Theory crafting: Your very own time machine in ten minutes

Back in 2016, we all watched, with wonder, pictures of Pluto from the NASA New Horizons probe.
The probe was special for lots of reasons, but perhaps one of its less well known characteristics is that it has been propelled at such velocity as a result of the sling shot from Jupiter, that (as predicted by the theory of relativity) it is now in the future. We are in its past. So, those photos of Pluto came to us from the future.

It is not far into the future (the probe would need to get close to light speed to achieve that), but New Horizons is enough in the future so that telemetry and communications depends on observers taking the slight time shift into account.

All well and done, but what practical application does this have?

The probe is heading away from us, but let us consider two different cases:
1. Assume that the probe, at some time in the future, is retrieved and returned. While now motionless on the floor in front of us, it remains in the future. What we have in front of us is it, as it was, in the past.
2. Assume that the probe slows dramatically and does a loop back to Earth. As it flies close to the Earth, for reasons of safety, NASA destroy it at time T in location XYZ. Note that just before destruction the probe has survived time T and left location XYZ without a problem.

Now, the probe is a pretty special case because it has a lot of velocity packed into it. This has pushed it outside the parameters of the wave that determine ‘the present’ within our own time frame.

When we look a little broader than ordinary physical objects, iron steel and wood, we find some sub-atomic particles that can be given velocity far in excess of the New Horizons probe. Some theorists suggest that here lies the possibility of time travel. Others suggest that instead of velocity, we might deploy the force of gravity. On the basis of such theory, some have started to design elaborate machines with injectors, linear accelerators and black holes. Which are all a bit outside our budget and time today.

Uncertain of the Certainty?
Before going any further, let us just do a quick environment scan.

Why do we want to go into the future, anyway?

There are heaps of really good reasons. It is fun knowing what new music is going to come out next week, who will win the tennis or what numbers are going to drop for the lottery. Actually, it sounds more than fun, it could be profitable...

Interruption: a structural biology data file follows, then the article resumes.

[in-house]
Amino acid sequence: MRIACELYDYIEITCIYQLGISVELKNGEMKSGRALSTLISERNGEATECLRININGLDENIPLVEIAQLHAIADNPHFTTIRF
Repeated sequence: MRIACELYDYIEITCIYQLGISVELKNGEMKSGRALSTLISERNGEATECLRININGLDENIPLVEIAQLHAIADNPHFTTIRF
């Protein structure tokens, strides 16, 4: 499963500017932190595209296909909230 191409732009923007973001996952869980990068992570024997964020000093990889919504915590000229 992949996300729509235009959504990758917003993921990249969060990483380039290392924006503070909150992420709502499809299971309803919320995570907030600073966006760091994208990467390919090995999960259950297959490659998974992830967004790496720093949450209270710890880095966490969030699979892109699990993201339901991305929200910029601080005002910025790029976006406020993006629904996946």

But what if the future is uncertain?

What if the future we might experience never happens? Let us go back to case 2 above. There is no certainty that the future that might be observed will eventuate. The only certainty is what happens as the current time wave fixes the present into the historic, unalterable past.

So, while it might look and feel real, the future is simply a probability cloud, always being capable of being collapsed or altered in the present.

Still, there may be lots of good reasons to peek into the future, although fun and profit might no longer be primary motivations. perhaps it would be easier to simulate the future, we already spend a lot of time designing increasingly sophisticated models of the future. Some of the models are very accurate, others are junk (like weather forecasts).

So you want to play with Magic?
Not fazed by uncertainty? You still want to go into the future and you are tapping your feet and reminding me that the ten minutes is almost up and we have yet to put a single nail into the first piece of wood.

Consider the first case above. Each of us have been made from the stuff of stars: some bits incredibly old, already pre-stressed with incredible forces at the center of gravity wells or accelerated by the death throes of the last star we called home. Through velocity or gravity, bits of us are already embedded far in the future.

You are already your own time machine. Ok, they did not give me a manual either, and I have never been really sure what the red buttons are for. We all have to work it out as we go along.

No promises broken. I simply said I would have you in your very own time machine in ten minutes. I did not say I knew how to make it fly.

Image: The Colour of Time, WOMAD (World of Music - Adelaide) 2015: A reinvention of the traditional Hindu Holi festival


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